North Street Swords Dublin - History
A History Of Swords Co. Dublin - The Village Pump
Next to the Court House was a nice two storey house with orchard behind, which was usually rented to Policemen. Beside
this house was the only semblance of a Town Hall in the town. It was a long one storey building in a rather decayed condition,
with its gable end to the street and a green paddock on one side. It originally was a workshop and forge for a coach builder
and when this business closed it was used at first for football club meetings and local elections, committee meetings, etc.
It was then renovated a bit and the local football club used to entertain visiting teams there with a half barrel or
barrel of porter which was the recognised way of treating the visitors and the local team.
When the Gaelic League started, they had no classrooms, so they held them in the old forge and did some repairs to floors,
lighting, etc., to make it presentable and after this Ceilidhes were regularly held there and the porter was banned. The local
Brass Band also used it as a practising room. Later when the Earnegie Library was built, these entertainments were transferred
there.[ This building is empty today and it's last use was a bookies owned by Bobby Savage]
Next to the old forge there was a good cut stone house and out offices once occupied by a Protestant Leader called Cloney.
He had a hardware business. When he died, Mrs. Smylie'.s Birds Nest started an orphanage or boarding school for Protestant
At the corner of Seatown Lane was the town pump or Ryan's pump, and next to the pump was Ryan's Forge,
where old Mrs. Ryan's stalwart sons rang the anvil as we passed to school and we marvelled at the moulding of the red hot
iron into horseshoes, cartwheel rims, etc. A few beggars or tramps were sometimes given the privelege of squatting near the
forge fire during the winter.
There was always a great ice slide at Ryan's pump in winter, much
to the danger of horses coming to drink at the drinking trough under the pump. Hot ashes from the forge often spoiled our
slide. Mary Ryan had a small sweet shop next to the forge and at the corner of Seatown Lane (also School Lane).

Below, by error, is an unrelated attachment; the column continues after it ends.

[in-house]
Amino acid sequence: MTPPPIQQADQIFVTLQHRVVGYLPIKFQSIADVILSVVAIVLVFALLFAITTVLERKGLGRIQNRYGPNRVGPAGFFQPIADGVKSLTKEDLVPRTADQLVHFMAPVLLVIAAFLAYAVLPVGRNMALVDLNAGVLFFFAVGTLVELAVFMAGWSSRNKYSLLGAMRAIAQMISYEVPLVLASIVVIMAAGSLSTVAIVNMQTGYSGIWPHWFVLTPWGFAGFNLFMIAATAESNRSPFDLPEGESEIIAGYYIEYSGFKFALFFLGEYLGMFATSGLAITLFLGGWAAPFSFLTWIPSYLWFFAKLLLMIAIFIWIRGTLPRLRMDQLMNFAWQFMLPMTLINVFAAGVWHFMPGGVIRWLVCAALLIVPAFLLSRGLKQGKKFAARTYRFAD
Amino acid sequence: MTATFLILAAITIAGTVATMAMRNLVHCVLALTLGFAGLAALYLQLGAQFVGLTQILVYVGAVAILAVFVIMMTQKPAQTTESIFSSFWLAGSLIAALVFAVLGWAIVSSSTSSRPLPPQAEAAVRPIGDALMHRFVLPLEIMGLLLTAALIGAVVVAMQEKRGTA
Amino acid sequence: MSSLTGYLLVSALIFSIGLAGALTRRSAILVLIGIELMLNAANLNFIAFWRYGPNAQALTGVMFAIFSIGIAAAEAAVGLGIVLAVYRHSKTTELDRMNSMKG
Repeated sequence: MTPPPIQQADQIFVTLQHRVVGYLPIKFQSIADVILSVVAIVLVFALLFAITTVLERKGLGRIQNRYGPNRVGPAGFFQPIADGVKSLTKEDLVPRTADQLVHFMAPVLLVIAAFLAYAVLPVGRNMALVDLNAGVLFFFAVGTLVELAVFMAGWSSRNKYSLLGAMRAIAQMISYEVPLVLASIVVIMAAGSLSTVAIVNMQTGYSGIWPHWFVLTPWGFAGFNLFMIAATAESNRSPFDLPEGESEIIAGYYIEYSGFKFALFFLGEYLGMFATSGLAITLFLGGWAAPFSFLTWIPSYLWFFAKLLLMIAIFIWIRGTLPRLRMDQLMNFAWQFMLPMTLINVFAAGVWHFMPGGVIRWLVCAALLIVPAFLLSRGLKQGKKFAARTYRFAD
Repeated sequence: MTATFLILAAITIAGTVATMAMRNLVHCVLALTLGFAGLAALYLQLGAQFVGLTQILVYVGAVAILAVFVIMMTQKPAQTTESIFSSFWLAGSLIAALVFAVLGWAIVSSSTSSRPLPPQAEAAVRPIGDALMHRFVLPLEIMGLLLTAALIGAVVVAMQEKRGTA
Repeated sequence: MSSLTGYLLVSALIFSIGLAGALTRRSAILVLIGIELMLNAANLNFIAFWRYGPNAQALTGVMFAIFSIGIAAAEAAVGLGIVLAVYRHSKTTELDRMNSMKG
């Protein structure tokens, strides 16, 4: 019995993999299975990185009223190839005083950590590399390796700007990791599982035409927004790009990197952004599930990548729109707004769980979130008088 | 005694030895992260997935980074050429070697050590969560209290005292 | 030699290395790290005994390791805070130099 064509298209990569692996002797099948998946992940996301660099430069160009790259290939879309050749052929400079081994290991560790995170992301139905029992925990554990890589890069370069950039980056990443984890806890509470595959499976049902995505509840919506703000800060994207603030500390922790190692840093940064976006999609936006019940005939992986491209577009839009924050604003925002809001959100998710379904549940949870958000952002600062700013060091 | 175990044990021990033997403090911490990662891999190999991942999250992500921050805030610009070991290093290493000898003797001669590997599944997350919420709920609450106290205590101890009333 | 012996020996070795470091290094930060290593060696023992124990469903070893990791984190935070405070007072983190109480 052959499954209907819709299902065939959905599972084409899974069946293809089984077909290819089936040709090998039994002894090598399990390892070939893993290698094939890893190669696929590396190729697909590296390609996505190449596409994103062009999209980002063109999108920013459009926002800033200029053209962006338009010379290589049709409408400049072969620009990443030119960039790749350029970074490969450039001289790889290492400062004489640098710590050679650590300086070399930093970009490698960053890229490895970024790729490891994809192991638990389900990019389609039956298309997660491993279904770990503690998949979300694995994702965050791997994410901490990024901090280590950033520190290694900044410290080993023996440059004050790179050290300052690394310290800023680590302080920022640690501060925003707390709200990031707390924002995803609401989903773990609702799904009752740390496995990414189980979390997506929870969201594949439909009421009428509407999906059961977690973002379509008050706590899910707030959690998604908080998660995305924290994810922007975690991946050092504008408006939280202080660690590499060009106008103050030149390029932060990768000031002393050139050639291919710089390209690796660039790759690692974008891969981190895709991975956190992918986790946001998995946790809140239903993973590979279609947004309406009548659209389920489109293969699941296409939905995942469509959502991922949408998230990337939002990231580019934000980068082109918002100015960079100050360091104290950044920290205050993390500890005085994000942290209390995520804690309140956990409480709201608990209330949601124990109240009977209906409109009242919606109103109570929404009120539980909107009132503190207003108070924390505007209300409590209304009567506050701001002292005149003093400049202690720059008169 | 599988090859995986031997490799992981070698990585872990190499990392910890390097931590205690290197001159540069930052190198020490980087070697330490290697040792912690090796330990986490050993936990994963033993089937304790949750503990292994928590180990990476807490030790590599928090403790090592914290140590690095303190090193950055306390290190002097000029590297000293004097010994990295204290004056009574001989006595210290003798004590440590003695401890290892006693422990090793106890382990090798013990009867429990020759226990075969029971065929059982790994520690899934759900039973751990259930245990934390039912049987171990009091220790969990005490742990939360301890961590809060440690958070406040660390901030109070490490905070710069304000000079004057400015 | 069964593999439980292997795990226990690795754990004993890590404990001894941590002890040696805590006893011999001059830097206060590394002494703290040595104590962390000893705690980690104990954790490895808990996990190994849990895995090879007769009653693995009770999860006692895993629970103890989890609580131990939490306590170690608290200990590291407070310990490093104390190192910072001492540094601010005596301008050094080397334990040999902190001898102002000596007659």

Ryan's was the Court House, a square solid building in cut stone. Only petty sessions were held here, and we never had a big
trial by Judges.
Town Hall Where The Bands Met
|North Street School Swords
There were about 40 boys in it. Below this was a neat row of brick and stone cottages, let to tenants and one two storey
house which was once the Post Office. Next to these were two nicely designed teachers' residences of the usual type. Red brick
and stone and the entrance to the Girls', schools was beside these houses.
Beyond this entrance was a family named Connor, for many generations coach builders in the town. Two of the daughters
were teachers and the old widow kept a sweet shop for the use of the girls in school playground adjoining.
Below this were a row of delapidated one storey cottages although they were slated. Below this row of cottages was a
picturesque two storey
• thatched cottage with dormer windows in the thatch. This was McCloud's public house. Nothing
exciting ever happened in this pub. Then there was a stone wall for about 100 yds. and then a Gothic looking brick and stone
house with pointed windows which may have been meant for a Protestant Sect Meeting house, but was occupied by another coach
builder named Connor, a relation of the widow's family, at the school yard.
They had a big workshop and outbuildings at the back and a field for training in young horses. This was the last house
on this east side.
|The Village Pump